Well...the rules say Missouri has to play Tennessee in football every year, so I guess that’s what we’re going to do.
Here’s the preview I wrote this summer. At the time I wondered how good they actually were since the ‘21 team seemed to pick on terrible teams and run up the score while putting up a fight and faltering against teams with a pulse. They are a good team this year, no doubt about it, and they have three impressive wins as well: LSU on the road, a 3-point win against Alabama at home, and a dismantling of Kentucky at home. Those teams rank 15th, 4th, and 22nd in SP+ respectively.
They’re also really good at home. It’s November 9th and they’ve only had three road games this year: a 3-point overtime win over 50th-best Pitt, the aforementioned 40-13 shellacking of LSU, and last week’s demolition loss to Georgia, rocking a combined score of Tennessee 87 - Road Opponent 67.
At home the Vols are undefeated with a scoring margin of Tennessee 321 - Home Opponent 128. The hope is that Missouri can replicate the performance of Pitt - another Missouri clone that only runs the ball (poorly) and plays dynamite defense - without the benefit of catching them outside Neyland Stadium. It can be done! But it won’t be easy.
When Missouri Has the Ball
The 38th-best defense in SP+ is certainly an imposing unit on its own but much more preferable to their offensive counterparts. This is another team whose defensive weaknesses match-up with Missouri’s offensive deficiencies so the winner of this stoppable force vs. movable object will determine if Missouri can keep up with the Vols’ vaunted offense.
Yeah, this sucks to see, doesn’t it? Tennessee’s run defense is Top 10 in the country and has a 24% stuff rate against opposing ground games, 15th-best in the nation and a death knell to whatever hodge-podge offensive line Mizzou will trot out on Saturday. So, once again, I am begging Eli Drinkwitz to let go of his outside-zone-binky and rely on Brady Cook’s...arm talent...to move the ball against the 93rd-best passing defense. The Vols’ secondary is allowing a 43.5% success rate through the air so far this year compared to Missouri’s 37.9% success rate when they throw the ball. Let’s meet in the middle and set the goal at a 40% success rate when passing.
When Missouri gets them they’re rolling. If they don’t, the drive has no hope. For all of its strengths, Tennessee’s rush defense has the odd propensity of giving up big gains on the ground, currently 81st in the country. Missouri will need at least 9 explosive plays to keep up and I’d expect most of those to be through the ground game.
Finish your dang drives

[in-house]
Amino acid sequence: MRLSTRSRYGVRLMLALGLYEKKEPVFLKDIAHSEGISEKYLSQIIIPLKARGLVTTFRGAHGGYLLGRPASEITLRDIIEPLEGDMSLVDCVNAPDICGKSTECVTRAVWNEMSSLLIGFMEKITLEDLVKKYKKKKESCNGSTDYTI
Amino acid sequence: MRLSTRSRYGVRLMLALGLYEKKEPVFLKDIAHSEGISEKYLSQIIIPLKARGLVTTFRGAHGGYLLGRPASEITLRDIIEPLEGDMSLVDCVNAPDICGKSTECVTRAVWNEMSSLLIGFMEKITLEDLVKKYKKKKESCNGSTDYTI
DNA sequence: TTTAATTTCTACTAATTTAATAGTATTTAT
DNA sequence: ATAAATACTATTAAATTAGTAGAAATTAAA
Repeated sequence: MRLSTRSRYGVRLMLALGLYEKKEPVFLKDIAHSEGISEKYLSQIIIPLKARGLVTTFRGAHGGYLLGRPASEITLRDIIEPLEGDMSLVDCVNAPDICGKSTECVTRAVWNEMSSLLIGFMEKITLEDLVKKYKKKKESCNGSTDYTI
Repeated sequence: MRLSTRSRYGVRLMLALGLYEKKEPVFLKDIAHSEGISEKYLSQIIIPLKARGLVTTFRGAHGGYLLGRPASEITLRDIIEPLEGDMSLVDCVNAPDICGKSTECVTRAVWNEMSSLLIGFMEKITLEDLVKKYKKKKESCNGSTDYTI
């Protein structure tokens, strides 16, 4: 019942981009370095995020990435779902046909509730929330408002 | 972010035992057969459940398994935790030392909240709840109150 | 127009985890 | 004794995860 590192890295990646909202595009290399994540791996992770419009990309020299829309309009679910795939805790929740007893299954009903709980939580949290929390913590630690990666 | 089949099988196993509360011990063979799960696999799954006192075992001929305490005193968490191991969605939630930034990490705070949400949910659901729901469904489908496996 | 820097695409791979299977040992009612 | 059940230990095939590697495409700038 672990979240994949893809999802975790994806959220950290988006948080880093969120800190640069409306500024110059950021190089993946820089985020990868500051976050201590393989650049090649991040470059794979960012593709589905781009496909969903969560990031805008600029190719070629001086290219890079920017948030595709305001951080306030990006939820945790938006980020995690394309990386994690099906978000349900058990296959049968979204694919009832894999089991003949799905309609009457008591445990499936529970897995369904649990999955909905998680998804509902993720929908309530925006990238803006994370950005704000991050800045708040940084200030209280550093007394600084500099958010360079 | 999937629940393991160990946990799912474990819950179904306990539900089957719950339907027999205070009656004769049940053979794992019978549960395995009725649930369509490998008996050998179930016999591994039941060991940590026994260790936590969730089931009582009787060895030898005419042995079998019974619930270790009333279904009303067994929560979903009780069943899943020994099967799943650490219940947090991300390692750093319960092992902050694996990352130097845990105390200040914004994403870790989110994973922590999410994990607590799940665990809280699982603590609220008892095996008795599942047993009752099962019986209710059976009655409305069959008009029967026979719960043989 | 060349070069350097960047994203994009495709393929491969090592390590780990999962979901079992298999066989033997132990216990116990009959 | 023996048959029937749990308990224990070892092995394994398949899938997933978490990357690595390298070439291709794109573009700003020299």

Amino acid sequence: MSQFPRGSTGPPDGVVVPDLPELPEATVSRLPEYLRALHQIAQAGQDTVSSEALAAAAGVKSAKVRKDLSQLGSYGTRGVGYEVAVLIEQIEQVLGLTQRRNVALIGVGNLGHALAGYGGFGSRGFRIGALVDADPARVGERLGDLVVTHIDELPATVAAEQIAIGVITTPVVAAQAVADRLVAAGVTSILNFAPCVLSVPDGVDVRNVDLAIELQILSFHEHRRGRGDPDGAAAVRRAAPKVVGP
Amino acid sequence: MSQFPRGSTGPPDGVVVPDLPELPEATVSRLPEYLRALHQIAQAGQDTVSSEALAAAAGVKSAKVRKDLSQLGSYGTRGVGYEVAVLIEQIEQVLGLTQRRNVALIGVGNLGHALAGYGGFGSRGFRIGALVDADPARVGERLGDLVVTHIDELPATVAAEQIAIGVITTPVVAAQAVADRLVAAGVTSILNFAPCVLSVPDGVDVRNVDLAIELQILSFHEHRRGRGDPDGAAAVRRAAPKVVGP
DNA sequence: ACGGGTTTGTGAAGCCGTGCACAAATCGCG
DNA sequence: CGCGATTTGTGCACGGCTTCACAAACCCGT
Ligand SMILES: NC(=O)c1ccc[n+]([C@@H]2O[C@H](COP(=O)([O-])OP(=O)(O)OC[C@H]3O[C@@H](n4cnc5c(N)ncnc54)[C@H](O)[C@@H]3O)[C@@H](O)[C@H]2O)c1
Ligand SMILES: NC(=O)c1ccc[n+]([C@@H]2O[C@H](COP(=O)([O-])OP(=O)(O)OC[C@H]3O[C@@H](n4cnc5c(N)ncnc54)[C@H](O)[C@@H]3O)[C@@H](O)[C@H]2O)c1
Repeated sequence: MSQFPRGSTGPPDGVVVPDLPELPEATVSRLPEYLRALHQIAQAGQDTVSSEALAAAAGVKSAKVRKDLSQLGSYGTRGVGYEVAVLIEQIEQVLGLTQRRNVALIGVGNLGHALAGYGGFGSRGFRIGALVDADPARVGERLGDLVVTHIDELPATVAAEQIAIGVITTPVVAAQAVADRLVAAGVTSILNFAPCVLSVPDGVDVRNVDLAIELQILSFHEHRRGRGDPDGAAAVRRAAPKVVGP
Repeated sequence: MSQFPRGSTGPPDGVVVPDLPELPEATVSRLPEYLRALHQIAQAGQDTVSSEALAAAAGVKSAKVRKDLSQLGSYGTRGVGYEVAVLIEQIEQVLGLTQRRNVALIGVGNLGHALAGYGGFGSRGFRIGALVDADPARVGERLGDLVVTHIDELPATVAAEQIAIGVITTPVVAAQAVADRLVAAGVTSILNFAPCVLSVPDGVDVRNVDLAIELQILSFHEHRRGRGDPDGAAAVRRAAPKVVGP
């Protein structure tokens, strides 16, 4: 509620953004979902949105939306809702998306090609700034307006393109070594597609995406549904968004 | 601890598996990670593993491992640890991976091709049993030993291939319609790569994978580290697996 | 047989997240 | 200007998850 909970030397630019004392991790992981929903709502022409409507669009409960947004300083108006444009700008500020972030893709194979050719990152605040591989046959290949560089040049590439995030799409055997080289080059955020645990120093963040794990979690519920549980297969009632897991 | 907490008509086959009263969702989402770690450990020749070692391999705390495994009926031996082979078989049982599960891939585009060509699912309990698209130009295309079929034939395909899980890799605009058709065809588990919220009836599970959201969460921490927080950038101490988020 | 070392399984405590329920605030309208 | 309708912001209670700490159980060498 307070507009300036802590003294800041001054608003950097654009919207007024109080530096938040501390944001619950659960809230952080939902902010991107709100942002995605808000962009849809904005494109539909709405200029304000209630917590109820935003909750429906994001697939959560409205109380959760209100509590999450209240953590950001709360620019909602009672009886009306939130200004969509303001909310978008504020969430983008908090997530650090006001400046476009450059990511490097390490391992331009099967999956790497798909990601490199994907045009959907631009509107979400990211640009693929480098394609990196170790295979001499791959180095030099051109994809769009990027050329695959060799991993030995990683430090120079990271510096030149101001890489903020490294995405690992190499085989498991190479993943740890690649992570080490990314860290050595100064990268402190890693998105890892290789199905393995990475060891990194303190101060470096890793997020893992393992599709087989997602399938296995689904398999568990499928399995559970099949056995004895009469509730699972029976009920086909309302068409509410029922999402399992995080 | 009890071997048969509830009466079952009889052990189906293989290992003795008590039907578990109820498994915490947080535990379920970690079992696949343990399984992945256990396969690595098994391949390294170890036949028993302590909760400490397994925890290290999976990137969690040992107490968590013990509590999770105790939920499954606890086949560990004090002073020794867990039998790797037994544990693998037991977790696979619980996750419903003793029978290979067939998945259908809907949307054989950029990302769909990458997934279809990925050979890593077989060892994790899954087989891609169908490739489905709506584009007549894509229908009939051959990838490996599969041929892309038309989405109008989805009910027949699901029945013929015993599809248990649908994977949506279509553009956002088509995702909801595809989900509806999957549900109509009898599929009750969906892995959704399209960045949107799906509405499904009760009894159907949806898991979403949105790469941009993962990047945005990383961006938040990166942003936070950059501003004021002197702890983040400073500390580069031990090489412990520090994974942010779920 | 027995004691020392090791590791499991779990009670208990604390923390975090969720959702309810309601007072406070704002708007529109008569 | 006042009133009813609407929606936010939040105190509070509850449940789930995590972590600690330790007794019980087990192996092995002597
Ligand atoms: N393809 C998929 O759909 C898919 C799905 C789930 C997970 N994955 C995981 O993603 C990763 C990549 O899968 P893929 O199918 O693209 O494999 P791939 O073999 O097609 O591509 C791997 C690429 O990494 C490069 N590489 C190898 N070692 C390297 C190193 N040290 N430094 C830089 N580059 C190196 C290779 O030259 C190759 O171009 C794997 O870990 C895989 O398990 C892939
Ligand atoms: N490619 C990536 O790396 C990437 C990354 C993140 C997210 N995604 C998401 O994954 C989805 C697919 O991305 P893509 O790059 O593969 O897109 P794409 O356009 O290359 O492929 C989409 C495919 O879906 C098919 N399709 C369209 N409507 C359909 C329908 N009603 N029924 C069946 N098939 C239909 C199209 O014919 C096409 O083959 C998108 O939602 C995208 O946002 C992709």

BREAKING NEWS: kicking field goals isn’t going to let you keep up with Tennessee. The Volunteers are averaging 45 points per game and 37 points per SEC game. Their lowest scoring output on the year was 13 points against Georgia’s #1 defense but, after that, it’s 34 on the road against Missouri doppelganger Pitt. Unfortunately, Tennessee’s defense is 6th in points given up per scoring opportunity but, it doesn’t matter, you have to find a way to score touchdowns. 8 scoring opportunities with 4.5 points per opportunity is the goal.
When Tennessee Has the Ball
You can stop these guys. It takes disciplined secondary play and an immense amount of pressure and havoc. Georgia and Pitt did it. No others have (including Alabama). Blake Baker will earn himself another raise if he finds a way to keep these guys under 40 points.
Make Them Inefficient
Pitt and Georgia both have defenses that are at the same level as Missouri and both times Tennessee had extended drives of struggle. The key is to disrupt the timing of the passing game as Josh Heupel thrives on utilizing his full personnel options at a fast tempo and in unique situations. Against Georgia and Pitt he had to keep guys back to block and they were so inconsistent in their successful plays they couldn’t utilize their tempo to wear out the opposition. Tennessee is used to success rates in the 50s and Missouri’s defense holds teams in the 30s. Even keeping the Vols passing success rate at 45% or less would be a huge win for this defense.
This is the other aspect that can derail Tennessee’s dynamic offense. They currently rank 57th in sack rate but, notably, 95th in sack rate in passing down situations. They move fast enough and throw it quick enough that the pressure usually isn’t there but secondaries that can hang with the Vols’ talent skill position guys have a chance at knocking down Hendon Hooker. Sacks, PDs, and especially TURNOVERS will be key here. Missouri needs to notch at least a 35% havoc rate.
Again, Tennessee can be beat. And Missouri has the defense to replicate the designs of Pitt’s and Georgia’s game plans that limited Tennessee. But Missouri does not have the offense to keep up and will need to punch left-handed to surprise-knock-out the favorite in this matchup. If they can it’ll be a fun game. If they can’t it’ll be over quickly.